Angry emotions feed irrational thoughts, words and behaviors. When we’re mad, our higher-level executive functions are heavily suppressed. This impact on the brain makes it much more challenging to retain a sense of self-control. Of course, when self-control is absent, the likelihood of doing or saying something insensitive multiplies.
Anger lowers our inhibitions and makes us forget the consequences of our actions. Unfortunately, this includes the pain inflicted on the receiving end of our insensitivities. We can hurt someone deeply – and, many times. They do not deserve such treatment.
4. Lack of Self Esteem
Lack of self-esteem as it relates to insensitivity is relatively simple to understand.
Many (most?) people with self-esteem issues can still constructively interact with others by keeping their concerns in check. However, a small number of individuals will degrade others to “make themselves feel better.” The problem with this is two-fold: (1) it’s a very, very short-term “solution” to a much deeper issue, and (2) pain is inflicted onto someone who, in many instances, did nothing wrong.
5. Stress Causes Insensitive People
How effectively someone deals with stressful situations, whatever they may be, is easily seen by how they interact with others afterward. Do they bark something nasty to someone else? Do they carry on and get things done anyway? Insensitive people fall into the former group.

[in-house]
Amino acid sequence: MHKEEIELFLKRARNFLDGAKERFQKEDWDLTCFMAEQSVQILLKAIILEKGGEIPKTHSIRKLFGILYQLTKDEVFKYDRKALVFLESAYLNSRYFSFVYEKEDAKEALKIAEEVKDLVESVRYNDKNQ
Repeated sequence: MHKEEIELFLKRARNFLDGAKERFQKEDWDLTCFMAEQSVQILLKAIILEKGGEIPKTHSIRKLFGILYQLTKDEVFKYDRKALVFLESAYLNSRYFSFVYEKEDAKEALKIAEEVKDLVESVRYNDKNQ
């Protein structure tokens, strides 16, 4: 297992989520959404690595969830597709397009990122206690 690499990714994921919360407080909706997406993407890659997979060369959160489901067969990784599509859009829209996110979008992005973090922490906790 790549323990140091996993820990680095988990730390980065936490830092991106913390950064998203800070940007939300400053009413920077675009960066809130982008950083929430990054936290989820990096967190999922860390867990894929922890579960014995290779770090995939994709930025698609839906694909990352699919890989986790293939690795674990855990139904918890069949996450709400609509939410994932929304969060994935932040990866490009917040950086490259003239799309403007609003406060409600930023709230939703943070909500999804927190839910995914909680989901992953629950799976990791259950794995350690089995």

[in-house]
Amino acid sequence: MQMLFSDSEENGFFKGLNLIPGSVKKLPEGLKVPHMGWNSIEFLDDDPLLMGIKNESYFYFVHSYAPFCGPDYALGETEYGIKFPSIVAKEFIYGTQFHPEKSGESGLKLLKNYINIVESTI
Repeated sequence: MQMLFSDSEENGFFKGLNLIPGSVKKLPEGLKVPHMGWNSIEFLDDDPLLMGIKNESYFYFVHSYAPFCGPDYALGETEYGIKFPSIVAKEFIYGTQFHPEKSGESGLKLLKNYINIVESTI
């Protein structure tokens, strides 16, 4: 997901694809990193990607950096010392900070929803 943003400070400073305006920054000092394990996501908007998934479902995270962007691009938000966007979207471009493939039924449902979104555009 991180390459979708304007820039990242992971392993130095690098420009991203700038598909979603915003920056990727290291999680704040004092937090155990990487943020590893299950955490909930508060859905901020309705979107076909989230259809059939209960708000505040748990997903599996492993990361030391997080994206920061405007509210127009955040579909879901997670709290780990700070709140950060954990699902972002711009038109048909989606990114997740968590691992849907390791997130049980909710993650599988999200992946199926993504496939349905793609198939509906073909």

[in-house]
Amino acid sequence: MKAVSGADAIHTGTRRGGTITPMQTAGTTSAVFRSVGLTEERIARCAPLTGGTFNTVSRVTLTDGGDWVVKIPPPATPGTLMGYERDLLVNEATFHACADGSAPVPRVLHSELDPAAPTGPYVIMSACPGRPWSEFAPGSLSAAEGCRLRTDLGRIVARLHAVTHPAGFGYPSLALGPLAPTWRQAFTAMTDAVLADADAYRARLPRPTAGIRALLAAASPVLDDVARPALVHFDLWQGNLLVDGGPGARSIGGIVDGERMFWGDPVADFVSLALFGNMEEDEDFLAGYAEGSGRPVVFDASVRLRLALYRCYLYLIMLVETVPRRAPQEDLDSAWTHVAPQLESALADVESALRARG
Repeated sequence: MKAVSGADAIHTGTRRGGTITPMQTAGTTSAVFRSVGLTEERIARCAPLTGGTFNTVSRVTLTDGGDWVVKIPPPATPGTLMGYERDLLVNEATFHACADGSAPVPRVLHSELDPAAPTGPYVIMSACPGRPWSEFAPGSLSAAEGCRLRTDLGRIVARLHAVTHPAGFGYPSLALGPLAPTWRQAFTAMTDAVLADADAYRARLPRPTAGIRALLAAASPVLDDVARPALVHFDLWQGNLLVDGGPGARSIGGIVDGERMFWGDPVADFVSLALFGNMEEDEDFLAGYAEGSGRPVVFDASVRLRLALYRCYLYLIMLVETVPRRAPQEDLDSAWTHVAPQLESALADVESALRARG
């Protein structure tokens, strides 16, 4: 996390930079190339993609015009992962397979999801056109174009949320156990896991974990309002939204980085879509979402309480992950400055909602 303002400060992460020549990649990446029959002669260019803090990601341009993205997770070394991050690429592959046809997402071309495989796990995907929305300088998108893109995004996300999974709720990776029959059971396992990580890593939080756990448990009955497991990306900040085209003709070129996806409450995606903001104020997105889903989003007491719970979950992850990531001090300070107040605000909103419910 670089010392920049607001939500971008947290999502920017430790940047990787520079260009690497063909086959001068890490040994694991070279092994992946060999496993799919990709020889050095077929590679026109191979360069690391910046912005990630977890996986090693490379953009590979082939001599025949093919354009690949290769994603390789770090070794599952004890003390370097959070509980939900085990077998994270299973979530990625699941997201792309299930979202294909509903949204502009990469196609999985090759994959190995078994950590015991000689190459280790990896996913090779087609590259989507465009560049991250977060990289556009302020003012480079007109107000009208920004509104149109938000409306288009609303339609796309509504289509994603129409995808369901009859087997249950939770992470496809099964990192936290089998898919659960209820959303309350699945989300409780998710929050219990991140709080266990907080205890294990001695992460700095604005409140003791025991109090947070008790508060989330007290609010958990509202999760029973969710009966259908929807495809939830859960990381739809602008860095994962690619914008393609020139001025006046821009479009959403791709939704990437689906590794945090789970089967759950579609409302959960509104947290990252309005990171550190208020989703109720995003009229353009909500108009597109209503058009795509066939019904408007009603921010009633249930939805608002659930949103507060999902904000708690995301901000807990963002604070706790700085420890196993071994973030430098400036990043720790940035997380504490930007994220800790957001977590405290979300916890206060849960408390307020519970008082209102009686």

Saying that we all deal with stress differently is a vast understatement. Some people cannot constructively handle specific stressful triggers. Furthermore, those inept at coping with stress will spread their negative state of mind to others around them.
Simply put, stress is a distraction, and insensitive people are almost incapable of handling the effects of stress without hurting someone in the process.
10 Ways to Be More Sensitive to Others
Studies show that social relationships help reduce stress and lower your chances of heart problems. Part of building solid relationships is learning how to relate to other people. One crucial social skill everyone should know is how to be more sensitive to others. Here are some suggestions to be more sensitive to those around you.
1. Be a better listener
One way to be more sensitive to others is to be a better listener. It’s easy to get distracted when someone talks to you. Giving the person your complete attention shows them you care about them. Other things you can do to become a better listener include
- Don’t look at your phone
- Don’t interrupt them
- Make eye contact with the person speaking
- When they finish speaking, ask questions to clarify
- Reword what you think you heard
2. Show interest
When someone tells you they’re having a hard time, be sure to show concern. Ask them if there’s anything you can do to help. Showing concern for others, especially when in trouble, shows sensitivity and care.
3. Apologize when it’s necessary
Sensitive people discern when they’ve hurt someone. They’re willing to make amends by apologizing for hurting the person’s feelings. You may say something like